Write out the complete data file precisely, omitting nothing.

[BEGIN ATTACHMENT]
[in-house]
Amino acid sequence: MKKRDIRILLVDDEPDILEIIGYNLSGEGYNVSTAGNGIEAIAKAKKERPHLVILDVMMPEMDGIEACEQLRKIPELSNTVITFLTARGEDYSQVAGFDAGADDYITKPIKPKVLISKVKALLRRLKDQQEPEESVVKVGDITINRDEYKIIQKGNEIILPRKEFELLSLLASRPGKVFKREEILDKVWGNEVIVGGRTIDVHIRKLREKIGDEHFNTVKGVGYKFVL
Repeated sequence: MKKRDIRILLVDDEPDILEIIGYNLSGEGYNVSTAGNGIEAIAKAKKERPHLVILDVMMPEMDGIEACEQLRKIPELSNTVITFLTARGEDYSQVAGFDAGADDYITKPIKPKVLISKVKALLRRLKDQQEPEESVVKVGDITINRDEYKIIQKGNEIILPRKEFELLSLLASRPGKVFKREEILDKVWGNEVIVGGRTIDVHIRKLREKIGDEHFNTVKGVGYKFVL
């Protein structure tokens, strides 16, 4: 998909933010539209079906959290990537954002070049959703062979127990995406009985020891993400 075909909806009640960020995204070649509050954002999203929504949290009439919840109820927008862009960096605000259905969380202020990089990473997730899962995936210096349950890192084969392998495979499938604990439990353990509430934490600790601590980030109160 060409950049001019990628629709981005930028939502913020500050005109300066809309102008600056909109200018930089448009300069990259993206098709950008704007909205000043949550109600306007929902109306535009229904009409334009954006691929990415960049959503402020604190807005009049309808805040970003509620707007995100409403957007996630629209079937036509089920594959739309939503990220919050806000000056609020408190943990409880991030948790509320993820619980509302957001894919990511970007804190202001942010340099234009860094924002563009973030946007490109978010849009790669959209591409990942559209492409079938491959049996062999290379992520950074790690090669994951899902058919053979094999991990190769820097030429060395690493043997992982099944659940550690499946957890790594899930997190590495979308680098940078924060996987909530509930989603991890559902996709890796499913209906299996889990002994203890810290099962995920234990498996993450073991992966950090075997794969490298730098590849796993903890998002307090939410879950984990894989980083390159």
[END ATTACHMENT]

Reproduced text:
[in-house]
Amino acid sequence: MKKRDIRILLVDDEPDILEIIGYNLSGEGYNVSTAGNGIEAIAKAKKERPHLVILDVMMPEMDGIEACEQLRKIPELSNTVITFLTARGEDYSQVAGFDAGADDYITKPIKPKVLISKVKALLRRLKDQQEPEESVVKVGDITINRDEYKIIQKGNEIILPRKEFELLSLLASRPGKVFKREEILDKVWGNEVIVGGRTIDVHIRKLREKIGDEHFNTVKGVGYKFVL
Repeated sequence: MKKRDIRILLVDDEPDILEIIGYNLSGEGYNVSTAGNGIEAIAKAKKERPHLVILDVMMPEMDGIEACEQLRKIPELSNTVITFLTARGEDYSQVAGFDAGADDYITKPIKPKVLISKVKALLRRLKDQQEPEESVVKVGDITINRDEYKIIQKGNEIILPRKEFELLSLLASRPGKVFKREEILDKVWGNEVIVGGRTIDVHIRKLREKIGDEHFNTVKGVGYKFVL
């Protein structure tokens, strides 16, 4: 998909933010539209079906959290990537954002070049959703062979127990995406009985020891993400 075909909806009640960020995204070649509050954002999203929504949290009439919840109820927008862009960096605000259905969380202020990089990473997730899962995936210096349950890192084969392998495979499938604990439990353990509430934490600790601590980030109160 060409950049001019990628629709981005930028939502913020500050005109300066809309102008600056909109200018930089448009300069990259993206098709950008704007909205000043949550109600306007929902109306535009229904009409334009954006691929990415960049959503402020604190807005009049309808805040970003509620707007995100409403957007996630629209079937036509089920594959739309939503990220919050806000000056609020408190943990409880991030948790509320993820619980509302957001894919990511970007804190202001942010340099234009860094924002563009973030946007490109978010849009790669959209591409990942559209492409079938491959049996062999290379992520950074790690090669994951899902058919053979094999991990190769820097030429060395690493043997992982099944659940550690499946957890790594899930997190590495979308680098940078924060996987909530509930989603991890559902996709890796499913209906299996889990002994203890810290099962995920234990498996993450073991992966950090075997794969490298730098590849796993903890998002307090939410879950984990894989980083390159």